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Kingdom: Plantae
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Division: Magnoliophyta
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Class: Magnoliopsida
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Order: Caryophyllales
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Family: Cactaceae
Subfamily: Cactoideae
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Tribe: Pachycereeae
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Genus: Carnegiea
Britton & Rose
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Species: C. gigantea
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Binomial name
Carnegiea gigantea
Britton & Rose
Trinomial name
Type Species
Cereus giganteus Engelm.

The Saguaro, pronounced "suh-wah-roh", (Carnegiea gigantea) is a large, tree-sized cactus species in the monotypic genus Carnegiea. It is native to the Sonoran Desert in Arizona, United States and northern Mexico.

The common name of the cactus, saguaro, is a Spanish-language adaptation of a word used by a local aboriginal American nation, the Tohono O'odham, for the plant. Local English speakers pronounce it /səˈwɑɹo/.

Saguaros are slow growing, taking up to 75 years to develop a side arm. The arms themselves are grown to store more water for the Saguaro. Some specimens may live for more than 150 years[1]; the champion saguaro grows in Maricopa County, Arizona and is 13.8 m tall and has a girth of 3.1 m. (It was injured as a result of the Cave Creek Complex fire in June 2005.) In addition to being slow growing, they are also slow to propagate. These two factors argue for the placement of the saguaro on the endangered species list. Harming one in any manner (including cactus plugging) is illegal by state law in Arizona, and when houses or highways are built, special permits must be obtained to move or destroy any saguaro affected.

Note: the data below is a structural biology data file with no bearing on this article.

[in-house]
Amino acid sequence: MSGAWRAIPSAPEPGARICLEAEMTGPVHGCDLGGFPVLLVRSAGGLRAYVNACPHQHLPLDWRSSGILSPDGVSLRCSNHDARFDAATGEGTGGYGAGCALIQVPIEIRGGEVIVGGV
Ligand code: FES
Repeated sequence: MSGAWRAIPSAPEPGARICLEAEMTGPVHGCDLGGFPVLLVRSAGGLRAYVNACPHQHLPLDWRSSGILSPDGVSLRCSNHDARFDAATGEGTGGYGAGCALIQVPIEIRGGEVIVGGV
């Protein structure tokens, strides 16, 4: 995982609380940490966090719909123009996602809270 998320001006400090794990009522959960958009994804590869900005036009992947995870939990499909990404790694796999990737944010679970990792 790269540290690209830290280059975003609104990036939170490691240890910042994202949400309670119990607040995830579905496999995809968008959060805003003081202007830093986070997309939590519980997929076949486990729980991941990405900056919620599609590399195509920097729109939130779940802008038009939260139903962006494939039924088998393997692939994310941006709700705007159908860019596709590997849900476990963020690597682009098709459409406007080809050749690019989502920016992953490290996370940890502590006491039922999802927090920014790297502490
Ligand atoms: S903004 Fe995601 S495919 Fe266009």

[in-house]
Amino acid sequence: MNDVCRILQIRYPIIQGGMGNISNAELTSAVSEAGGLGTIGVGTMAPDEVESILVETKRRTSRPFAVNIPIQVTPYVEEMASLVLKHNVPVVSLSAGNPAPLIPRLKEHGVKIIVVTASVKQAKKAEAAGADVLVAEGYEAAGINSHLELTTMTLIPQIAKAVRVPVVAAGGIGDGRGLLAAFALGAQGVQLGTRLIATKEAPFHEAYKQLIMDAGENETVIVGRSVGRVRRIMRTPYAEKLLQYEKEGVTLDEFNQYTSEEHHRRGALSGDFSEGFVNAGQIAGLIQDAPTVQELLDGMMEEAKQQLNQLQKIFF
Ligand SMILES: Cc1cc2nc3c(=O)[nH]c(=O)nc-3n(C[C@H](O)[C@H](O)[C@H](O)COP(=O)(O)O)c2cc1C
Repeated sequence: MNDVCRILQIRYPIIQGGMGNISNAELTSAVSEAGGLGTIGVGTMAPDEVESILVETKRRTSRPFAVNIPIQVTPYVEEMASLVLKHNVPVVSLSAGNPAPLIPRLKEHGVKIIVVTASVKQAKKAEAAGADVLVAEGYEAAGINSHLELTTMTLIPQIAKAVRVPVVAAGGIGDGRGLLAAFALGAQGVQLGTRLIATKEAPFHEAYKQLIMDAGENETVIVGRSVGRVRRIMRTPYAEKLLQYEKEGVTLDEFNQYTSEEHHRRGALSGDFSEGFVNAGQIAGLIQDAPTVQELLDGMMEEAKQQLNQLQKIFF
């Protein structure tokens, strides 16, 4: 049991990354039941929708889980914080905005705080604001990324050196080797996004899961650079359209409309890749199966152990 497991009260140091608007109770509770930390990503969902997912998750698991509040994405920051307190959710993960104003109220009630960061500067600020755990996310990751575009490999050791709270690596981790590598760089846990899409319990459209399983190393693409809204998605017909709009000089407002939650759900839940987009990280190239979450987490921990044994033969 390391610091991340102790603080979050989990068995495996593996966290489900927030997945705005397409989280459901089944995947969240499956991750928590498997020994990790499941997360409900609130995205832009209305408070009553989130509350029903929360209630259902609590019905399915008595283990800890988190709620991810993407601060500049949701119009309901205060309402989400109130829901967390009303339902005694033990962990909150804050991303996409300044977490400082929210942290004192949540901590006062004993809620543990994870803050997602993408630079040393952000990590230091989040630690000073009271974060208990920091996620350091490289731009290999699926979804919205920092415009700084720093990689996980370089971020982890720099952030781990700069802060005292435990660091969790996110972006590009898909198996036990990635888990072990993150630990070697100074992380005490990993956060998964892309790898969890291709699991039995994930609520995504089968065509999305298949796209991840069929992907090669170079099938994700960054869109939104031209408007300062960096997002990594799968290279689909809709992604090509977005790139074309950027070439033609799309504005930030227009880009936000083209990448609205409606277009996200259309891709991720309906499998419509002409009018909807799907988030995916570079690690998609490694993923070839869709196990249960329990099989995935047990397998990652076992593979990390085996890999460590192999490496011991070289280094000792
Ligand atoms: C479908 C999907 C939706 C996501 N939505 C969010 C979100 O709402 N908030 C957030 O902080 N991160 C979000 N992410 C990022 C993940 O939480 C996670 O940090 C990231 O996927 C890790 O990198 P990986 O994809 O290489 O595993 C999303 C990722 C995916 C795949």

The night blooming flowers appear April-May and the juicy red fruit matures by late June. Saguaro flowers are self incompatible and require a pollenizer to supply viable pollen. A well-pollinated fruit will contain several thousand tiny seeds, and large quantities of pollen are required for pollination. The major pollinators are bats feeding on the nectar from the night-blooming flowers, which often remain open in the morning. The characteristics of the flower are geared toward pollination by the bats: the nocturnal opening of the flowers, maturation of pollen, and the nectar.

Gila Woodpeckers and the Gilded Flicker create holes for nests in saguaros. Flickers excavate larger holes higher on the stem, penetrating the ribs. Their holes sometimes cause enough damage to cause death and other problems. These woodpeckers create new nest holes each season, rather than reuse the old ones, thus leaving convenient nest holes for a variety of other animals, especially birds such as the Elf Owl.

The ribs of the saguaro are used for construction and other purposes by aboriginal Americans of the region. A fine example can be seen in the roofing of the cloisters of the Mission San Xavier del Bac on the Tohono O'odham lands near Tucson, Arizona. The Seri people of northwestern Mexico used the plant, which they call mojépe, for a number of purposes.

The saguaro blossom is the state flower of Arizona.


  • Benson, L. (1981). The Cacti of Arizona. University of Arizona Press. ISBN 0-8165-0509-8
  • Felger, Richard; Mary B. Moser. (1985). People of the desert and sea: ethnobotany of the Seri Indians. Tucson: University of Arizona Press. 

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